The 21st-Century Syndrome

This ‘21st-century Syndrome’ is due to two factors:

  1. An overabundance of dopamine-inducing options is taking its toll on our minds, making it difficult to relax.
  2. A sea of unprocessed emotions coupled with social disconnection is making us constantly uneasy.

Our brains are facing an onslaught of information and ‘supernormal stimuli’ from a variety of sources like social media, gaming, pornography and the likes.

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Time Management

The brain needs time and space to process information. The breaks we take during work, like talking to a colleague at the watercooler provides a ‘downtime’ and helps process information.

This takes the shape of distractions when we are at home. You could even be problem-solving while quietly doing the laundry at home, as your brain processes the events and information in the background.

Our feelings, emotions and fears remain largely unshared at home, when we are trying to do many things at once, fighting countless battles single-handedly to balance everything.

Not having someone to talk to gets us into distractions, and when we force ourselves to not indulge, it makes us want to do it more.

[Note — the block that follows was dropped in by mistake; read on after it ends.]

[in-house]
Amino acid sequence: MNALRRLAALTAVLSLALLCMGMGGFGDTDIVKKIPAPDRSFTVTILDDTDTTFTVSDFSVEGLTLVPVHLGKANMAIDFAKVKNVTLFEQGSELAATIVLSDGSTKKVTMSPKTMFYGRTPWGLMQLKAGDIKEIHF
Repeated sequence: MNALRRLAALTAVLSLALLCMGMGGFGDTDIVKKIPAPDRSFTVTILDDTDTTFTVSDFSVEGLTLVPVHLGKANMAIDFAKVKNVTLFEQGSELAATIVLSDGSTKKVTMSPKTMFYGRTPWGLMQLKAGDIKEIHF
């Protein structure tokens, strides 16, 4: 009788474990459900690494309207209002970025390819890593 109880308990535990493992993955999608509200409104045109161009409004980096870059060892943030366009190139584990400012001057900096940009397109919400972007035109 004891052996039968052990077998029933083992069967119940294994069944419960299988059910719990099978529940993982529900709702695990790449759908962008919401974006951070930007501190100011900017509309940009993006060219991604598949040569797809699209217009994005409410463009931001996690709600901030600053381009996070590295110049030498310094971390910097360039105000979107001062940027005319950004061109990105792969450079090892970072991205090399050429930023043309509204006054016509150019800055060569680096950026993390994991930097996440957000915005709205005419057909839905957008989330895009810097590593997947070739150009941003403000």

Providing yourself with an identity of the kind of person you aspire to be, like a non-smoker, a non-distractible person or someone who is sober and calm, provides a narrative for you to focus on.

The more you tell yourself what kind of person you are, the more it turns out to be true.

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#2. Create focus-friendly environment
  • We are less likely to get distracted if we enjoy doing something. Get clear on your priorities and organize time around the things you 'say' you want to focus on - family, friends, work, hobbies.
  • Find fun in whatever you're doing. Perceived difficulty is often a matter of perspective. You can choose to re-imagine almost any discomfort as a blessing.
  • If something you enjoy doing is distracts you from important tasks, block off chunks of time for them in your day.... schedule your diversions.

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IDEAS

  • Reflect on the time during the day you had done what was the goal, and on what occasions were you distracted. This can be done using time-tracking apps or a simple journal.
  • Refine your calendar by timeboxing your main objectives to map your daily and weekly productivity, along with the real-time improvisations or delays that have occurred.

It’s impossible to be completely indistractable, but if we are able to meet our objectives and protect our most precious resource, which is time, then we have ample play in the day to live the life we want.

Designate a place to add and organize your tasks that’s not your head: a pen-and-paper to-do list or a digital task manager like Todoist . By capturing tasks to come back to later, you can free your attention to focus on your immediate work, not remembering what you need to get done in the future.

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